Picking up at Baltimore’s Mid-Atlantic Terminal

Long day:  got up at 4 am to make the 6 am Air Tran to BWI.  Checked the bag and wheeled it over to the TSA scanning machines for checked bags and decided to hover around teh area where I could see what would happen to my bag when they discovered the gear oil, tools and all I was carrying.  Again, it was all TSA-approved, but you never know who’s working the shift.  They opened the bag and spent about 10 minutes looking  at everything and to my relief it all went back in the bag.

The flight arrived ten minutes, I retrieved my bag, got in a cab and to my surprise, when I told the cab driver the address where I was headed he asked me if I was picking up a car.  Wow, how many people actually fly in to do this?! The address was that of a trucking staging area near the terminal; basically a run down, empty gravel lot.  I was supposed to meet Kelly in a blue Jeep.  There about 4 vehicles scattered about the lot with people just loitering in or around them; maybe more TWIC escorts?  I met Kelly, we completed some paperwork, she ascertained I had all my papers to retrieve the car including plates and registration.  When Kelly saw my camera, she said to put it away when we got to the port.  I remembered form the last time how uptight everyone got when I was trigger happy snapping pictures of the port area.  There is a post-9/11 law or regulation prohibiting photography in the marine port area.   So all I have are iPhone photos for now.  I have some other photos I took with my Canon but I forgot to pack my CF card adapter for my laptop so I will have to update the post with those when I get home Sunday.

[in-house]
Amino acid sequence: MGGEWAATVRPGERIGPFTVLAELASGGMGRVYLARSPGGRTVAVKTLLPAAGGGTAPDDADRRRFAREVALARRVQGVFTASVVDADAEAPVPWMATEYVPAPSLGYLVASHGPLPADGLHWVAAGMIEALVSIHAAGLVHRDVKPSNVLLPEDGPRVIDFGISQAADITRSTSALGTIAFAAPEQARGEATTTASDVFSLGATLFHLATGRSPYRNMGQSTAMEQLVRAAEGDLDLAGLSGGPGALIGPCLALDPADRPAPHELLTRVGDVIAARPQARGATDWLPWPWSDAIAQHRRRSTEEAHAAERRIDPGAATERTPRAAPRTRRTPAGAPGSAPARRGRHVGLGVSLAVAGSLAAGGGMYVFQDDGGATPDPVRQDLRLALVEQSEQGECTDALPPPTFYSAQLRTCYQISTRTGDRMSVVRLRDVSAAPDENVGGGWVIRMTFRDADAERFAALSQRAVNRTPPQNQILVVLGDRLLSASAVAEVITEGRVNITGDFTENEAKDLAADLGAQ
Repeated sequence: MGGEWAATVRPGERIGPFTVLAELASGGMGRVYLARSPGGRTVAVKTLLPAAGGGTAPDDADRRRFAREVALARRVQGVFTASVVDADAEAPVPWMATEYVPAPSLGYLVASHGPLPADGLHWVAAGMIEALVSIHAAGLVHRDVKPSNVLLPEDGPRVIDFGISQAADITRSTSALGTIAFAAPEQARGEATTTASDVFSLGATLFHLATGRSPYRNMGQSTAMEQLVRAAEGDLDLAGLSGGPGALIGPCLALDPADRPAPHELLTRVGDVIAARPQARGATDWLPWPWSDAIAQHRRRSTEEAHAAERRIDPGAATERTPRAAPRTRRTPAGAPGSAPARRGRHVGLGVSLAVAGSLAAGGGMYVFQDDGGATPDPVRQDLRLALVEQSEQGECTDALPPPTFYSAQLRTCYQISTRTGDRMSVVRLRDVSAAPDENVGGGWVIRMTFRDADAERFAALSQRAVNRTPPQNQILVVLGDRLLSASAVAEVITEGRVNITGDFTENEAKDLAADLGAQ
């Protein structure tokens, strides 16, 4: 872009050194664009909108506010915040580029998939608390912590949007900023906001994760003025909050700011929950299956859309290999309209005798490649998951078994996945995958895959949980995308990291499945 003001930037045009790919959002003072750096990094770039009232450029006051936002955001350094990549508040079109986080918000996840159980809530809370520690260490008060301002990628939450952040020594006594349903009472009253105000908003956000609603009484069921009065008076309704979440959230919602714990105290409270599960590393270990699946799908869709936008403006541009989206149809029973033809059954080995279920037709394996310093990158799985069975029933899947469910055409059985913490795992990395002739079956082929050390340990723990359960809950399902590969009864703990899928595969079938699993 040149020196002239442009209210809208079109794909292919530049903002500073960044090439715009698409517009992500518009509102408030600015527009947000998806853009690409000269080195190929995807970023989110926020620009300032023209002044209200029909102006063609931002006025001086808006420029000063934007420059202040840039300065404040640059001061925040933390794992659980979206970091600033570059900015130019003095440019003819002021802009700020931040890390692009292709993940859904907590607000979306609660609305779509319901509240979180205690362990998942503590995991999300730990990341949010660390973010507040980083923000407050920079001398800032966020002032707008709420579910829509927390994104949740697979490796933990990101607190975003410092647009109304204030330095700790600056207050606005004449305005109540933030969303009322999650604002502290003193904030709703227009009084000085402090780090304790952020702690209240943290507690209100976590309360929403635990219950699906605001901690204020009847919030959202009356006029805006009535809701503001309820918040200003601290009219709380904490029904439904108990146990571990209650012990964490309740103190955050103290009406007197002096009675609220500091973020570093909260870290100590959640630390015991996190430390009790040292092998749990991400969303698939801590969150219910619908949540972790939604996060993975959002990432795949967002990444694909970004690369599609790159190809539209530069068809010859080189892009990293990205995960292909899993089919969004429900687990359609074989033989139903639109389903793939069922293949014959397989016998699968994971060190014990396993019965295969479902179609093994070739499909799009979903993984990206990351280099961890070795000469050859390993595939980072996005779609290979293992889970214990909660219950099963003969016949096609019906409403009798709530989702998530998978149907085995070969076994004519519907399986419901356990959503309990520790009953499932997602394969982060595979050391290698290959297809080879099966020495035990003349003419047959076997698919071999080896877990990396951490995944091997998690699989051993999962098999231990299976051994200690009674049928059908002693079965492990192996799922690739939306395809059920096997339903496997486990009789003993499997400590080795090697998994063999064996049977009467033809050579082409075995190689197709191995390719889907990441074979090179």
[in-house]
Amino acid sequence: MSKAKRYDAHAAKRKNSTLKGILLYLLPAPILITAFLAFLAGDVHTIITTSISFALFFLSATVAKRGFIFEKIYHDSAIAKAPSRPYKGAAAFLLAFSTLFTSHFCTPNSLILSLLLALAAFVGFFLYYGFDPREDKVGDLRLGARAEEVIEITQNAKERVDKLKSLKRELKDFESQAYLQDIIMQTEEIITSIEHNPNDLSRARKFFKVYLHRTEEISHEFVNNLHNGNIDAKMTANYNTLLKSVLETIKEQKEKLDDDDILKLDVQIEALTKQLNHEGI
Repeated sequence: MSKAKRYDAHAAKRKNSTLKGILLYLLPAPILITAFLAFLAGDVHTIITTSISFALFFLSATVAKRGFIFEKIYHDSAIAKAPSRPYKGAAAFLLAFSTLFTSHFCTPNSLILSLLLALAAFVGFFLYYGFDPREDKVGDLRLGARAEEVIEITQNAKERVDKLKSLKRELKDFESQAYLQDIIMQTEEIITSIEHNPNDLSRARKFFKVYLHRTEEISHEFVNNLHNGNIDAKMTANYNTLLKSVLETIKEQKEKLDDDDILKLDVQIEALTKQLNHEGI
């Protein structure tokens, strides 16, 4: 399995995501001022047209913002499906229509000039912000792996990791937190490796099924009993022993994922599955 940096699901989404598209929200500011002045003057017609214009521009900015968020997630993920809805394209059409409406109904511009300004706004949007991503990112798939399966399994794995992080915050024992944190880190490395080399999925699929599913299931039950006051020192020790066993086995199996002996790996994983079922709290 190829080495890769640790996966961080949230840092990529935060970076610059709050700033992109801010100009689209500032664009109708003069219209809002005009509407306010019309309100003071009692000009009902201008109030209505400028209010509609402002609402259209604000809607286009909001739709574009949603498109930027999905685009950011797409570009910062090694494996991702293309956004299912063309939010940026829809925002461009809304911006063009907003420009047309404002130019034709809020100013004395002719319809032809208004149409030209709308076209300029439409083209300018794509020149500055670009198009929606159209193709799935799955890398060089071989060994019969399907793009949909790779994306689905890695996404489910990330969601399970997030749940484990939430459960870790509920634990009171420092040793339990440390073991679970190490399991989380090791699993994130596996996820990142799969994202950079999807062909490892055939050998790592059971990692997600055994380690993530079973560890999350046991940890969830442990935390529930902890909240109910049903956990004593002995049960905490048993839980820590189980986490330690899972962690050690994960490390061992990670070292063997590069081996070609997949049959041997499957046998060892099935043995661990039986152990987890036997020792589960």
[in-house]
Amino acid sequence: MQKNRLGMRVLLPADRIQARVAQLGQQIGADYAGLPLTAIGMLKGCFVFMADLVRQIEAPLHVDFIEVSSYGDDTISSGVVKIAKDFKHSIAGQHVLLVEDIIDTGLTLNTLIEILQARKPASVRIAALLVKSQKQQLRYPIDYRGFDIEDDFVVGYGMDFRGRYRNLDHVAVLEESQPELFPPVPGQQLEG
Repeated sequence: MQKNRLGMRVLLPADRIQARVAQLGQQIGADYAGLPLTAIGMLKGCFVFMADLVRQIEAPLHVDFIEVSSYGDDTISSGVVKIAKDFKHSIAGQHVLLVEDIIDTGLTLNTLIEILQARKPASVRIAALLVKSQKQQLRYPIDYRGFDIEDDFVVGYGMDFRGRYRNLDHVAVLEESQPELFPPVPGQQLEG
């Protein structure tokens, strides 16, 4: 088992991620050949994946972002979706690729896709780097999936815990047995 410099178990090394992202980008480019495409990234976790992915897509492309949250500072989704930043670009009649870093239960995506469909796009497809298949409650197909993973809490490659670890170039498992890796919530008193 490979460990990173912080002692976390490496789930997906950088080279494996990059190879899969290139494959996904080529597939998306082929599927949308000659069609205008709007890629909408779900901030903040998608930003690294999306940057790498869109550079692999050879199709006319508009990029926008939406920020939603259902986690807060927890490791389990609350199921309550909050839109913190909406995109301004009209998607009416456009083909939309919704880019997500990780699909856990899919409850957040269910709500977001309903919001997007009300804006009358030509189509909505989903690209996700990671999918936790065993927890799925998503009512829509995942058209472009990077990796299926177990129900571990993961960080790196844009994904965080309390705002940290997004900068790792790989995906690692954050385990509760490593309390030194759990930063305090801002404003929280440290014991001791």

Kelly then handed me off to Naomi, who was to be my escort for the next hour.   A couple of calls to her dentist (to figure out why they couldn’t find her X-rays) later, we arrived at the terminal.  She said her sinus headache was killing her.  not sure if the two were related.

Naomi, TWIC Escort

The TWIC credentials

After a cursory security clearance at the entry point we proceeded in to the Mid-Atlantic terminal office.

Entry security checkpoint

Mid Atlantic terminal office

Naomi slithered away to make some more phone calls while I figured out where to start out…:

The MAT office

This was actually unexpectedly easy.  I surrendered my “Delivery Order”, one last document I received from my broker, and that is all they needed to see in addition to a ticket with my name and other info on it which the entry guard printed out for me.  No surprise fees, no long waits.  I then walked to “Shed 8”, where the people who actually retrieve the car are located.

"Shed 8"

In this way...

We the followed a guy in a white pick up truck, and there it was:

There it is!

It was behind four Jeep vehicles with UK plates and right hand steering.  Wonder what they are doing here?

The car appeared to be in the exact same condition as when I dropped it off in Zeebruggge.  That was a relief.  It was pretty dirty from sitting out for two weeks and the glass was filthy inside and out.  Wonder why it was so foggy on the inside…

The car started after cranking for about 15 seconds since the gas had probably drained all the way back to the fuel tank.  The car felt really good; that engine just purrs.  I was surprised to be reminded how strong it is and how nice the car drives.